How to organise Drawing Sessions in 2020
So, actually I don’t remember if I was planning to make this a regular thing but we somehow collaboratively made it a regular thing. Here’s how we did it.
First, instead of using a certain platform such as Discord, we decided that a group email is the best decentralised way to keep everyone informed. Then the logistics wizard (and multi-talented) Marie suggested schedules that would work for people in different time zones (we nearly cover all the time zones on this planet). From those suggestions, we picked 14.00 UTC+0 as it was morning in North America, afternoon in Europe & Russia, and night just before the bedtime (for some people) in Japan & Australia. (It has changed slightly due to the end/beginning of Day Light Saving time)
Narrowing down the option for the starting time made the scheduling a lot easier. We use Doodle (https://doodle.com/) to determine the date to have the drawing session. After each session, I email the group the link to the poll for the upcoming week’s session and close the poll on Sunday night in NA/Monday in the rest of the world (nearly).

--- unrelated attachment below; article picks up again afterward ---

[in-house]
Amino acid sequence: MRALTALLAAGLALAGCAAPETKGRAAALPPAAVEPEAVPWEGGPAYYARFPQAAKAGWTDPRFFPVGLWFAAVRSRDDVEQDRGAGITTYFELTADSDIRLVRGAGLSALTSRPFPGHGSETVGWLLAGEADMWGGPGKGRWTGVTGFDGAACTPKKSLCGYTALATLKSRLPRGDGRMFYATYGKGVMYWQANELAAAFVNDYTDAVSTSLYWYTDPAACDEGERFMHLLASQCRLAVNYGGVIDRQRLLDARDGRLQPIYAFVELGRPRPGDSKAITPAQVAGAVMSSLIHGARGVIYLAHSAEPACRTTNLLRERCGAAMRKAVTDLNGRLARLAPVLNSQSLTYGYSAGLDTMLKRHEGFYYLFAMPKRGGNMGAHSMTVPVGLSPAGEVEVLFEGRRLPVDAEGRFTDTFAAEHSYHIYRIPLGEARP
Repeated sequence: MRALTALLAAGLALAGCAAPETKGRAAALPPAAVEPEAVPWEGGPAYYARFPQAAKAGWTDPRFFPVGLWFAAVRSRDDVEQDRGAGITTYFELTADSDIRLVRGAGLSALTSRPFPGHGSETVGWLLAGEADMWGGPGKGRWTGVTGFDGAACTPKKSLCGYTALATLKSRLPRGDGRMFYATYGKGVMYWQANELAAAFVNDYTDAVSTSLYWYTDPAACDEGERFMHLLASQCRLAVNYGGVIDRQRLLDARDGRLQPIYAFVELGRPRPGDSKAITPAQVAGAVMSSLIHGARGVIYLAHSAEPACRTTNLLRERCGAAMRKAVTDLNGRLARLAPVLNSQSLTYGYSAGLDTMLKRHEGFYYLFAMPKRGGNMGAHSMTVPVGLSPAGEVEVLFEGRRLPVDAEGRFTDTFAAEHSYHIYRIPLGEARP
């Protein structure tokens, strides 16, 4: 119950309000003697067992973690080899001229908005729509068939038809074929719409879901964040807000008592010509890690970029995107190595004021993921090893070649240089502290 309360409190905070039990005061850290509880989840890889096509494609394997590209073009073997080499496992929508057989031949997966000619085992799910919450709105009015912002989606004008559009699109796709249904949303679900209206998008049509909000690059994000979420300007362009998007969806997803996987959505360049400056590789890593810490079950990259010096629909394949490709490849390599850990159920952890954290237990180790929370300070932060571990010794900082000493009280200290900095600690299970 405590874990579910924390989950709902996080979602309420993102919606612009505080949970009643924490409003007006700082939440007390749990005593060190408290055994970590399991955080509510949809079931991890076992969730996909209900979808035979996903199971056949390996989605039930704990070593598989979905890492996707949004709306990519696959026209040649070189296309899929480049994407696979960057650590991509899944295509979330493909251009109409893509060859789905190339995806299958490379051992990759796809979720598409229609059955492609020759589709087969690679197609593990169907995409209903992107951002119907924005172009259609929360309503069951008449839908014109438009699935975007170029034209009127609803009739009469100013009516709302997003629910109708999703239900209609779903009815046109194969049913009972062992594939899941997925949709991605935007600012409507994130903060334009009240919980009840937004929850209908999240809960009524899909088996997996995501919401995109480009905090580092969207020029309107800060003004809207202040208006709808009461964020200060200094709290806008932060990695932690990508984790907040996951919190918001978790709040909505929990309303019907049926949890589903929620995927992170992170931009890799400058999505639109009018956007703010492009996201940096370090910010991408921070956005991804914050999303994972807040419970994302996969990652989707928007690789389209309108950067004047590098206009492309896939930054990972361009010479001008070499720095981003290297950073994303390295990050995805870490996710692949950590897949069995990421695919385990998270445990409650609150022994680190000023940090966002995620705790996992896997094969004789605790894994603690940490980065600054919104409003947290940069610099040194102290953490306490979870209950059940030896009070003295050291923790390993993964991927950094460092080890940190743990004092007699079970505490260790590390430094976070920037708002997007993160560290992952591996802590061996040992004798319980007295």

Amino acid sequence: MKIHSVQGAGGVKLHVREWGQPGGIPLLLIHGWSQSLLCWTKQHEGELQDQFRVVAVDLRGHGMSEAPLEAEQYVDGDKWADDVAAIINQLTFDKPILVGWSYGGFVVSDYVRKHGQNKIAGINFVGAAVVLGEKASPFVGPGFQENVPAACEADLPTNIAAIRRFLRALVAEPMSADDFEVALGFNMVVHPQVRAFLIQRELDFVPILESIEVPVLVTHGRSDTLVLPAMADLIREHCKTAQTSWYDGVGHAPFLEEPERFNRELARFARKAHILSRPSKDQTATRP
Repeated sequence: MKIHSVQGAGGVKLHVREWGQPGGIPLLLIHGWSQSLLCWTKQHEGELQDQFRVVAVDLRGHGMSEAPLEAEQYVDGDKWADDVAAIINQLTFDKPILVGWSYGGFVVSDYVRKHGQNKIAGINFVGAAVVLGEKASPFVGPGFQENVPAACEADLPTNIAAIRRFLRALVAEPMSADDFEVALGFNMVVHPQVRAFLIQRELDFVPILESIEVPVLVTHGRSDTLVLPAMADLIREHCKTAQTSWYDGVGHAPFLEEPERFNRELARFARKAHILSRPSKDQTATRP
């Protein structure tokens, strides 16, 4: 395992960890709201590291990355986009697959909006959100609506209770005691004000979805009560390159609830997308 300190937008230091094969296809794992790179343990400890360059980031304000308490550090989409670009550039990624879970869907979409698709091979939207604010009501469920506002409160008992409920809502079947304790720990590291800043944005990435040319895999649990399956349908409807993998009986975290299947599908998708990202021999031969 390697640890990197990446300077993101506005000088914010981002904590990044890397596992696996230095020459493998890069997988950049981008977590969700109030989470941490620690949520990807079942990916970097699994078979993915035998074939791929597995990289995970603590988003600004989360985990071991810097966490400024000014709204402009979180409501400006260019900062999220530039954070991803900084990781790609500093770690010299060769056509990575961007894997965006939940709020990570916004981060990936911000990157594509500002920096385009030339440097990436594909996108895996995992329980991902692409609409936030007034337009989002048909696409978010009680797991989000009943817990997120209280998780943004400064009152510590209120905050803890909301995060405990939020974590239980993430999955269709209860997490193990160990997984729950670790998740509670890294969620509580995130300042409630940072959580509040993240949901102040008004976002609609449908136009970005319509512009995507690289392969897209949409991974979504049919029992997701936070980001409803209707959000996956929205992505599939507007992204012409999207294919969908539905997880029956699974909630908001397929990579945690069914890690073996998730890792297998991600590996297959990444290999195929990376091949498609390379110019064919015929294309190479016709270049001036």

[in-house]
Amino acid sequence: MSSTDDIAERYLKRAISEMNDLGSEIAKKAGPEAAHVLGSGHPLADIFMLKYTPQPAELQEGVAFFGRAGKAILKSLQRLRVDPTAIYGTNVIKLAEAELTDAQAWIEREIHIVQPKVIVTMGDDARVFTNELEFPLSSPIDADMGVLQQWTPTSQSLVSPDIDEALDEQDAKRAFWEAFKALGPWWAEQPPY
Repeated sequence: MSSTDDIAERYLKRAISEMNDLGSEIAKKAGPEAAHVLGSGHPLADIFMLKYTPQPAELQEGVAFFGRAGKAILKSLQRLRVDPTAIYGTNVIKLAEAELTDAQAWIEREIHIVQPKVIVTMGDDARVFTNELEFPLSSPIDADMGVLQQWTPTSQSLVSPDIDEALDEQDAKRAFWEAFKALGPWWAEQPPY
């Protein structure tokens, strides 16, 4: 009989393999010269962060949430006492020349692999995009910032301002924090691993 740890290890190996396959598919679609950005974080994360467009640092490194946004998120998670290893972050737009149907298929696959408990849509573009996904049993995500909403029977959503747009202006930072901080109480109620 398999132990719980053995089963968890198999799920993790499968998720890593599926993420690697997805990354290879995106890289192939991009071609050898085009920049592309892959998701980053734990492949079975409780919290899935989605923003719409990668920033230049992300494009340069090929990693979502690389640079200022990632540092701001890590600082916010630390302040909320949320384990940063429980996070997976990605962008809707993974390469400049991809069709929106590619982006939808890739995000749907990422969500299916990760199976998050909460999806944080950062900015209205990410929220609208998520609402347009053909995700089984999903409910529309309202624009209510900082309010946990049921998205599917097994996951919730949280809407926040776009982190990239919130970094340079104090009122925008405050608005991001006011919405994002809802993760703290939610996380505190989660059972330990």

What Do We Do?
Even though I used to draw more than some people and I sometimes make living by drawing, I don’t really have a proper formal drawing school experience. So, I just started off the sessions with no principles whatsoever. And in one of the earlier sessions, we decided to have a prompt and share the drawings on a shared Google Docs file.
I think the first prompt (or what started this custom of giving ourselves a prompt) was introduce yourself. Here are some of the self introduction drawings that we got on 1 October 2020:
Other time, the prompt was spooky sun. (Apparently, this is coming from the clock in the 1995 film Whisper of the Heart but I don’t know why. Funnily enough I know a behind the scenes story about this particular scene though.)
We also play games.
The games we played include:
- A Fake Artist Goes to New York (https://fake-artist.herokuapp.com/)